Hepatitis B is a vaccine-preventable liver infection caused by the hepatitis B virus (HBV). Hepatitis B is spread when blood, semen, or other body fluids from a person infected with the virus enters the body of someone who is not infected. This can happen through sexual contact; sharing needles, syringes, or other drug-injection equipment; or from mother to baby at birth. Not all people newly infected with HBV have symptoms, but for those that do, symptoms can include fatigue, poor appetite, stomach pain, nausea, and jaundice. For many people, hepatitis B is a short-term illness. For others, it can become a long-term, chronic infection that can lead to serious, even life-threatening health issues like cirrhosis or liver cancer. Risk for chronic infection is related to age at infection: about 90% of infants with hepatitis B go on to develop chronic infection, whereas only 2%–6% of people who get hepatitis B as adults become chronically infected. The best way to prevent hepatitis B is to get vaccinated.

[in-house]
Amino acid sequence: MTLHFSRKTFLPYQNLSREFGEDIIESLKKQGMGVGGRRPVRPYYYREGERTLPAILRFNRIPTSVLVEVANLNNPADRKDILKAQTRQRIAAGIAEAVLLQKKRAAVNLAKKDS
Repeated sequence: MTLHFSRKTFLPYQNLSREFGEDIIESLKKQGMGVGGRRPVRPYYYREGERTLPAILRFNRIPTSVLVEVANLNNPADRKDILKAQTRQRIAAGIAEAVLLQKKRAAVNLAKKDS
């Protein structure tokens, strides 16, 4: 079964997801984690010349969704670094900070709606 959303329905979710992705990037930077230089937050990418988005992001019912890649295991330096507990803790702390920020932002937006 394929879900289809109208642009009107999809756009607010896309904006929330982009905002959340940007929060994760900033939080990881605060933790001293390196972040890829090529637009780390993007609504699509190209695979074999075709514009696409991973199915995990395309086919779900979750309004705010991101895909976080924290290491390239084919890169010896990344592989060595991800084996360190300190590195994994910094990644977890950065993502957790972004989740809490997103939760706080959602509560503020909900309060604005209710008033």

HBV is transmitted through activities that involve percutaneous (i.e., puncture through the skin) or mucosal contact with infectious blood or body fluids (e.g., semen and saliva), including

  • sex with an infected partner;
  • injection-drug use that involves sharing needles, syringes, or drug-preparation equipment;
  • birth to an infected mother;
  • contact with blood from or open sores on an infected person;
  • exposures to needle sticks or sharp instruments; and
  • sharing certain items with an infected person that can break the skin or mucous membranes (e.g., razors, toothbrushes, and glucose monitoring equipment), potentially resulting in exposure to blood.

Not all people with acute HBV infection have symptoms. The presence of signs and symptoms varies by age. Most children <5 years of age and newly infected immunosuppressed adults are generally asymptomatic, whereas 30%–50% of people age ≥5 years have signs and symptoms (6). When present, signs and symptoms of acute HBV infections can include

  • fever,
  • fatigue,
  • loss of appetite,
  • nausea,
  • vomiting, 
  • abdominal pain,
  • dark urine,
  • clay-colored stool,
  • joint pain, and
  • jaundice.

Most people with chronic HBV infection are asymptomatic and have no evidence of liver disease or injury. However, some people develop chronic hepatitis (elevation of AST/ALT), cirrhosis, or hepatocellular carcinoma (i.e., primary liver cancer).

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